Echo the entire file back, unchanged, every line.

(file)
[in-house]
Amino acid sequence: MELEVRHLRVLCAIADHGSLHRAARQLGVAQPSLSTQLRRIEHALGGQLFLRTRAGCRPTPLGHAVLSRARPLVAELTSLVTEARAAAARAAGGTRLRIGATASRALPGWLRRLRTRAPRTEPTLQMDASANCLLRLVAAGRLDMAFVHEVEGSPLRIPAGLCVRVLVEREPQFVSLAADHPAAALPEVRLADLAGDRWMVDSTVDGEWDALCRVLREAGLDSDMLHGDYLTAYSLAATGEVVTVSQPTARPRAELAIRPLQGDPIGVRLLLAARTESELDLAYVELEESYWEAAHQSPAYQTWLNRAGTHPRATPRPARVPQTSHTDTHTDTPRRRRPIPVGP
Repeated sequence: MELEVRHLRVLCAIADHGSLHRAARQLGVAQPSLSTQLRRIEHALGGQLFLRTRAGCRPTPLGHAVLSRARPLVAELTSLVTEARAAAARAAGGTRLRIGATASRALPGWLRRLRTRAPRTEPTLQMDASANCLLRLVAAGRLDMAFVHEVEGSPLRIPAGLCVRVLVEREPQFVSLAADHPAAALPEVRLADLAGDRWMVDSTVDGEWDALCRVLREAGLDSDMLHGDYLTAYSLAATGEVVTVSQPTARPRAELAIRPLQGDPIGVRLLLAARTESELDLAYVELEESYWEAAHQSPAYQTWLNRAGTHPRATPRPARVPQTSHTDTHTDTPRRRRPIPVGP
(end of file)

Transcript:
[in-house]
Amino acid sequence: MELEVRHLRVLCAIADHGSLHRAARQLGVAQPSLSTQLRRIEHALGGQLFLRTRAGCRPTPLGHAVLSRARPLVAELTSLVTEARAAAARAAGGTRLRIGATASRALPGWLRRLRTRAPRTEPTLQMDASANCLLRLVAAGRLDMAFVHEVEGSPLRIPAGLCVRVLVEREPQFVSLAADHPAAALPEVRLADLAGDRWMVDSTVDGEWDALCRVLREAGLDSDMLHGDYLTAYSLAATGEVVTVSQPTARPRAELAIRPLQGDPIGVRLLLAARTESELDLAYVELEESYWEAAHQSPAYQTWLNRAGTHPRATPRPARVPQTSHTDTHTDTPRRRRPIPVGP
Repeated sequence: MELEVRHLRVLCAIADHGSLHRAARQLGVAQPSLSTQLRRIEHALGGQLFLRTRAGCRPTPLGHAVLSRARPLVAELTSLVTEARAAAARAAGGTRLRIGATASRALPGWLRRLRTRAPRTEPTLQMDASANCLLRLVAAGRLDMAFVHEVEGSPLRIPAGLCVRVLVEREPQFVSLAADHPAAALPEVRLADLAGDRWMVDSTVDGEWDALCRVLREAGLDSDMLHGDYLTAYSLAATGEVVTVSQPTARPRAELAIRPLQGDPIGVRLLLAARTESELDLAYVELEESYWEAAHQSPAYQTWLNRAGTHPRATPRPARVPQTSHTDTHTDTPRRRRPIPVGP